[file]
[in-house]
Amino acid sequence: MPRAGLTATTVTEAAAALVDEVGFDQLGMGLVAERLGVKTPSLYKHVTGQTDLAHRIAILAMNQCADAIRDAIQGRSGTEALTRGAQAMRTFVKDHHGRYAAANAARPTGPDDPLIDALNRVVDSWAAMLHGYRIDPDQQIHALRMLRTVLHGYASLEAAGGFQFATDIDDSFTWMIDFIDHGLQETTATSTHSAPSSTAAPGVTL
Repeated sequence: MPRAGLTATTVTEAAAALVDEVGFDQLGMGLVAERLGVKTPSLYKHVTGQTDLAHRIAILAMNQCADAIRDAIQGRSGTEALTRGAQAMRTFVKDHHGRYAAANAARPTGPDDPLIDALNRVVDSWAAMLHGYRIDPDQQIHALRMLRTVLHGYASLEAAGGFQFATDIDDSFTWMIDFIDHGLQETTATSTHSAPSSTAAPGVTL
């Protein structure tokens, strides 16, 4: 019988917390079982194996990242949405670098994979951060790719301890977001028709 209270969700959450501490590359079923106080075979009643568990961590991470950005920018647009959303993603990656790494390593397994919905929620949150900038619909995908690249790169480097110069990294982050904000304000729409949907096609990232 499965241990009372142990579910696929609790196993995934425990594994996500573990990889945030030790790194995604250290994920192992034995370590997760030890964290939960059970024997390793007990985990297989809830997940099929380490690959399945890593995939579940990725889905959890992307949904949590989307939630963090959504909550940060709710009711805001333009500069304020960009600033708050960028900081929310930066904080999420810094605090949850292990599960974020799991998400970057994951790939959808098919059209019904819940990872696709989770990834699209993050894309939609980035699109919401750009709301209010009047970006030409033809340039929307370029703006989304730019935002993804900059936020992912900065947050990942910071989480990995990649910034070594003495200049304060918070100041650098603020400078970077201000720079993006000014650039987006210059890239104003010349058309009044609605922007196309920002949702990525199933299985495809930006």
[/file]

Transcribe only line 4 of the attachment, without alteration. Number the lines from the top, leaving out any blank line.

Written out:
């Protein structure tokens, strides 16, 4: 019988917390079982194996990242949405670098994979951060790719301890977001028709 209270969700959450501490590359079923106080075979009643568990961590991470950005920018647009959303993603990656790494390593397994919905929620949150900038619909995908690249790169480097110069990294982050904000304000729409949907096609990232 499965241990009372142990579910696929609790196993995934425990594994996500573990990889945030030790790194995604250290994920192992034995370590997760030890964290939960059970024997390793007990985990297989809830997940099929380490690959399945890593995939579940990725889905959890992307949904949590989307939630963090959504909550940060709710009711805001333009500069304020960009600033708050960028900081929310930066904080999420810094605090949850292990599960974020799991998400970057994951790939959808098919059209019904819940990872696709989770990834699209993050894309939609980035699109919401750009709301209010009047970006030409033809340039929307370029703006989304730019935002993804900059936020992912900065947050990942910071989480990995990649910034070594003495200049304060918070100041650098603020400078970077201000720079993006000014650039987006210059890239104003010349058309009044609605922007196309920002949702990525199933299985495809930006």